A distinct, otherwise unknown branch of Indo-European
According to Gareth Alun Owens, Linear A represents the Minoan language, which Owens classifies as a distinct branch of Indo-European potentially related to Greek, Sanskrit, Hittite, Latin, etc. At "The Cretan Literature Centre", Owens stated:
Beginning our research with inscriptions in Linear A carved on offering tables found in the many peak sanctuaries on the mountains of Crete, we recognise a clear relationship between Linear A and Sanskrit, the ancient language of India. There is also a connection to Hittite and Armenian. This relationship allows us to place the Minoan language among the so-called Indo-European languages, a vast family that includes modern Greek and the Latin of Ancient Rome. The Minoan and Greek languages are considered to be different branches of Indo-European. The Minoans probably moved from Anatolia to the island of Crete about 10,000 years ago. There were similar population movements to Greece. The relative isolation of the population which settled in Crete resulted in the development of its own language, Minoan, which is considered different to Mycenaean. In the Minoan language (Linear A), there are no purely Greek words, as is the case in Mycenaean Linear B; it contains only words also found in Greek, Sanskrit, and Latin, i.e. sharing the same Indo-European origin.
Attempts at decipherment of single words
Some researchers suggest that a few words or word elements may be recognized, without (yet) enabling any conclusion about relationship with other languages. In general, they use analogy with Linear B in order to propose phonetic values of the syllabic sounds. John Younger, in particular, thinks that place names usually appear in certain positions in the texts, and notes that the proposed phonetic values often correspond to known place names as given in Linear B texts (and sometimes to modern Greek names). For example, he proposes that three syllables, read as KE-NI-SO, might be the indigenous form of Knossos. Likewise, in Linear A, MA+RU is suggested to mean wool, and to correspond both to a Linear B pictogram with this meaning, and to the classical Greek word μαλλός with the same meaning (in that case a loan word from Minoan).
The Linear A alphabet (U+10600–U+1077F) was added to the Unicode Standard in June 2014 with the release of version 7.0.
Official Unicode Consortium code chart (PDF)
- Beginning date refers to first attestations, the assumed origins of all scripts lie further back in the past.
- Daniels & Bright 1996, pp. 132.
- Palaima 1997, pp. 121–188.
- Packard 1974, Chapter 1: Introduction harvnb error: multiple targets (2×): CITEREFPackard1974 (help).
- Younger, John (2000). "Linear A texts in phonetic transcription: 7b. The Script". University of Kansas.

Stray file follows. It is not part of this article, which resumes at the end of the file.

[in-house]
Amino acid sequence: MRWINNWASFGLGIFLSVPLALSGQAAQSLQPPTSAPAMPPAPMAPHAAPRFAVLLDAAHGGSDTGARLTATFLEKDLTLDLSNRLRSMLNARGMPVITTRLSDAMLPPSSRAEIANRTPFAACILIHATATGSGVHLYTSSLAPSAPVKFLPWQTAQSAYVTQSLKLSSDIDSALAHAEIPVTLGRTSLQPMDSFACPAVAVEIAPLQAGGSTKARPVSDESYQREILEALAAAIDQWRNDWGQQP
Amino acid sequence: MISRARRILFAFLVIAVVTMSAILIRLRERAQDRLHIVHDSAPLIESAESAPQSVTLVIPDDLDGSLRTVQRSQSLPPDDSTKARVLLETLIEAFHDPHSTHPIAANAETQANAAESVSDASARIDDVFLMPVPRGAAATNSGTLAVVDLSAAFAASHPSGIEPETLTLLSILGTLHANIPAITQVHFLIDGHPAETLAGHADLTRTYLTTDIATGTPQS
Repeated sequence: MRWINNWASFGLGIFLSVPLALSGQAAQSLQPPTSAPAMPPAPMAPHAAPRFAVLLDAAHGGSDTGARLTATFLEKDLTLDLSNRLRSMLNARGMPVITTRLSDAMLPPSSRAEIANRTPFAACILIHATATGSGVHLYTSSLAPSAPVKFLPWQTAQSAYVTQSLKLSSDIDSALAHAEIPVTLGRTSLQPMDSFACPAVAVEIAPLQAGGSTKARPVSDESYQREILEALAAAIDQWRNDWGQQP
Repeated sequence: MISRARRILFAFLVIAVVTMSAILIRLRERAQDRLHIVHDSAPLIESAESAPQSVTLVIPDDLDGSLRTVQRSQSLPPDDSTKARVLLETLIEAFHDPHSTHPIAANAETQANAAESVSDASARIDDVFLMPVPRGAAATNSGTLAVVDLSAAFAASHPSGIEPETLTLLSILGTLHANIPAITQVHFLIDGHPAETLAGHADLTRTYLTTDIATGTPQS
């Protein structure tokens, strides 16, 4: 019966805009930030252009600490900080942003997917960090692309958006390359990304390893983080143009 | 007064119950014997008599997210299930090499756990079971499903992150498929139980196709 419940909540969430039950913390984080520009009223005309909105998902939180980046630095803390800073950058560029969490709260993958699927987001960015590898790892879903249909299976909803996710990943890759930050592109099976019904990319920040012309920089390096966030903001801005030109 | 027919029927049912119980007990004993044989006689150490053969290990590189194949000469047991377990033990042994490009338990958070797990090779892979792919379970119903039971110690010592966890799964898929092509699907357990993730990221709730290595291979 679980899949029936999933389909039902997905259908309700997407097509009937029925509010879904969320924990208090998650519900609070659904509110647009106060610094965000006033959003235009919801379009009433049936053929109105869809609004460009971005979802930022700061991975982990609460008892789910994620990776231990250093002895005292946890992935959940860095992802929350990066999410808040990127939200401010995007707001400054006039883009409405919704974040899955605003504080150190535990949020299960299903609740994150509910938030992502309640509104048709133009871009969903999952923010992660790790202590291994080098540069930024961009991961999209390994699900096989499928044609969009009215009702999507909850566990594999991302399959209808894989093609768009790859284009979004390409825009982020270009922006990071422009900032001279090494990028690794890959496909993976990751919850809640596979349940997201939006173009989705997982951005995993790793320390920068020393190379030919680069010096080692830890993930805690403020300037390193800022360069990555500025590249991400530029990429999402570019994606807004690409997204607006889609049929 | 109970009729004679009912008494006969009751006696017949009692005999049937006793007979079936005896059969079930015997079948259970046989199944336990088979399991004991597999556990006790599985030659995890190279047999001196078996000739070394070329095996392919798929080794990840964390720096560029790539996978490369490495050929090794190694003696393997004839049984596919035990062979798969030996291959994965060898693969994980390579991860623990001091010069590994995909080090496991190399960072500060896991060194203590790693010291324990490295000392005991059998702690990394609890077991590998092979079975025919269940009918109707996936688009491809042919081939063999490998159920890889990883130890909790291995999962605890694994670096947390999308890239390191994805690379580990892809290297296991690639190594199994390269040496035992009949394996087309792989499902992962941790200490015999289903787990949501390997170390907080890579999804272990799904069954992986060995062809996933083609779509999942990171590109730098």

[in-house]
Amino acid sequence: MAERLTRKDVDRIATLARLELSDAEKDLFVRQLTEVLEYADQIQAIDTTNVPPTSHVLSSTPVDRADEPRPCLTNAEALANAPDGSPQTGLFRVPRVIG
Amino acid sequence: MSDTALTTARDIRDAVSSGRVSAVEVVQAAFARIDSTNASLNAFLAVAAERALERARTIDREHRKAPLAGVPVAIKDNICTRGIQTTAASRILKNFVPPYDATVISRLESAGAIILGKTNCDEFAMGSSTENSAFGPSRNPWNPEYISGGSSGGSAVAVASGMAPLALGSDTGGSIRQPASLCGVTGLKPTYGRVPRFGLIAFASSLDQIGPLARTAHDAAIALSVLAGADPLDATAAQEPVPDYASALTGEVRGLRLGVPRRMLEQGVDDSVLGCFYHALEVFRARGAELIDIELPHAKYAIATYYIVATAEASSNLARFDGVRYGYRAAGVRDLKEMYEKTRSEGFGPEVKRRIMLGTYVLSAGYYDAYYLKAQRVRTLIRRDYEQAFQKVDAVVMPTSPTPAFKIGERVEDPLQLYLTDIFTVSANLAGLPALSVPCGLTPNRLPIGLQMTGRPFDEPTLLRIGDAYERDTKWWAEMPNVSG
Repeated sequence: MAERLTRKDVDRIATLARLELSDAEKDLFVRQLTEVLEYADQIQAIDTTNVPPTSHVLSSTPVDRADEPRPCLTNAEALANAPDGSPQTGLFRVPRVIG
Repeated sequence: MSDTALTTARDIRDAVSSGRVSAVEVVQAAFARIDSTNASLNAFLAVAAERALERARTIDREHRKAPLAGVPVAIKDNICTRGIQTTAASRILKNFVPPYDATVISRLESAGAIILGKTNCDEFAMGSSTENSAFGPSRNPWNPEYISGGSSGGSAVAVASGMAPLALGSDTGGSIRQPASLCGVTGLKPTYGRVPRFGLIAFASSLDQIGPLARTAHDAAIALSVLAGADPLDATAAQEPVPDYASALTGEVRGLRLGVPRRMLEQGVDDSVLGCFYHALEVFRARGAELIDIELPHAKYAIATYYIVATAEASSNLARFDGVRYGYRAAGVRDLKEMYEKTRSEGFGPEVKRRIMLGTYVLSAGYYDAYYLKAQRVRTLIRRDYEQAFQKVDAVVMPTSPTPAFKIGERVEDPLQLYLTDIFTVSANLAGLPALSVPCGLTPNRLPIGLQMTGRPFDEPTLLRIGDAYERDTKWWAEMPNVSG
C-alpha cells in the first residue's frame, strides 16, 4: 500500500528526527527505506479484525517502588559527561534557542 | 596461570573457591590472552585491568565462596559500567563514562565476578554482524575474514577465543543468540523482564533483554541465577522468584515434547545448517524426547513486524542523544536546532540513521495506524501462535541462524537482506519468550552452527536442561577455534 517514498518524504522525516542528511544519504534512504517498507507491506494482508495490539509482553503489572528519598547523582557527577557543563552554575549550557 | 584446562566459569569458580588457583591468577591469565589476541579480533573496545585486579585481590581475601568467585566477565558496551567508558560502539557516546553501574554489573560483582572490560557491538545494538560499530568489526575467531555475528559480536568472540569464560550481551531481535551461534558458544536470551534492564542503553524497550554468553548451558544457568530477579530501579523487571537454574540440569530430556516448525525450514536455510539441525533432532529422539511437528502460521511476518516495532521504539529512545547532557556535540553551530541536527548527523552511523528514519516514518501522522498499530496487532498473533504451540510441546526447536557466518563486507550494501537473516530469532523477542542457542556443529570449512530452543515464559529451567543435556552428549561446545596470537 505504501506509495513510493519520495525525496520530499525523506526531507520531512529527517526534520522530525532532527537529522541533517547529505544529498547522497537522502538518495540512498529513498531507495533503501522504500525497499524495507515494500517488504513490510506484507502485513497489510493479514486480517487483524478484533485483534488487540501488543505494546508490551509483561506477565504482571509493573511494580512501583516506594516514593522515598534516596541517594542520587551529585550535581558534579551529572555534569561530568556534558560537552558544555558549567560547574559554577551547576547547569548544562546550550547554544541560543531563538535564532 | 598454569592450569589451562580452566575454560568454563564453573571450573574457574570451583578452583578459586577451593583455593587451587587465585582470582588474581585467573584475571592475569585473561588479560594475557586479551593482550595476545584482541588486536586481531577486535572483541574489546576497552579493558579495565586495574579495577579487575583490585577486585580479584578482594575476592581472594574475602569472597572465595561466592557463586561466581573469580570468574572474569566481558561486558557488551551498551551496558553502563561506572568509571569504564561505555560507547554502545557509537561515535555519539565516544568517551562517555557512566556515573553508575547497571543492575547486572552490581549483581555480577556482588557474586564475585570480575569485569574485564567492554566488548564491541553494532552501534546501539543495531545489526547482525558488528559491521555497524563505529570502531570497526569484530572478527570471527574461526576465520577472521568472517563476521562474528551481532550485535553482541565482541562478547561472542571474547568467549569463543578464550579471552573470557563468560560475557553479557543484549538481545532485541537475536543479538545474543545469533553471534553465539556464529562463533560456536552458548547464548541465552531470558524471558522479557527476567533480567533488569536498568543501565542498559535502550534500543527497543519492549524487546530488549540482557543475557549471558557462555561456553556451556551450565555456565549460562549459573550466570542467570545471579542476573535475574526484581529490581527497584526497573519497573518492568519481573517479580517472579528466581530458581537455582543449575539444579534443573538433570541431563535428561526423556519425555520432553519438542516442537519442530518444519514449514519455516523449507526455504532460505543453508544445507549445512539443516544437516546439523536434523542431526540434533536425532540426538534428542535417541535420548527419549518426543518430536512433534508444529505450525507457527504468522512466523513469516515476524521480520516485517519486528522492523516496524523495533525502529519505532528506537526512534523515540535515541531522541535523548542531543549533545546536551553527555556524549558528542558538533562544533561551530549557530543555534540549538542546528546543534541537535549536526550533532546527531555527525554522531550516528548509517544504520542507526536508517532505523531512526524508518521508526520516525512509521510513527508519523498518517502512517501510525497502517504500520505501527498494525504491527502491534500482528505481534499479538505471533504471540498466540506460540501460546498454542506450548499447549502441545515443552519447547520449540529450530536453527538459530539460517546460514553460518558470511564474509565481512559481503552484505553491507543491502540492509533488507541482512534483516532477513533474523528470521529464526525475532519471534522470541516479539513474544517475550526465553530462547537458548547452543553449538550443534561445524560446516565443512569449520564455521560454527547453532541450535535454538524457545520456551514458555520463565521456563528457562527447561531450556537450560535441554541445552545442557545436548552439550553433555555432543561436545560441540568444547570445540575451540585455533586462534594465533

- Owens 1999, pp. 23–24 (David Packard, in 1974, calculated a sound-value difference of 10.80% ± 1.80%; Yves Duhoux, in 1989, calculated a sound-value difference of 14.34% ± 1.80% and Gareth Owens, in 1996, calculated a sound-value difference of 9–13%).
- Packard, David W. (1974). Minoan Linear A. Berkeley and Los Angeles, California: University of California Press. pp. 23–24. ISBN 978-0-520-02580-6.
- Younger, John (2000). Linear A texts in phonetic transcription. University of Kansas. 5. Basic statistics.
If there are 4,002 characters (font Times, pitch 12, no spaces) on an 8½ × 11 inch sheet of paper with 1 inch margins, all extant Linear A would take up 1.84 pages. ... (14.34 pages for Linear B).
- Winterstein, Gregoire; Cacciafoco, Francesco Perono; Petrolito, Ruggero; Petrolito, Tommaso. "Minoan linguistic resources: The Linear A digital corpus". Proceedings of the 9th SIGHUM Workshop on Language Technology for Cultural Heritage, Social Sciences, and Humanities (LaTeCH).
- Woudhuizen, Fred C. (Frederik Christiaan), 1959- (2016). Documents in Minoan Luwian, Semitic, and Pelasgian. Amsterdam: Nederlands Archeologisch Historisch Genootschap. ISBN 9789072067197. OCLC 1027956786.
- Schoep 1999, pp. 201–221.
- Cacciafoco, Francesco Perono (January 2014). "Linear A and Minoan. The riddle of unknown origins": 3–4. Retrieved 9 July 2017. Cite journal requires
- Finkelberg 1998, pp. 265–272.
- Pullen, Daniel J. (8 September 2009). "[Review of] W.D. Taylour & R. Janko, Ayios Stephanos: Excavations at a Bronze Age and Medieval Settlement in Southern Laconia. British School at Athens, 2008". Bryn Mawr Classical Review.
Its location on the Laconian coast, easily accessible from Kythera, undoubtedly encouraged early contacts with Crete whether directly or indirectly (see the Linear A sign catalogued in chapter 11).CS1 maint: date and year (link)
- Olivier 1986, pp. 377f.
- Robinson 2009, p. 54.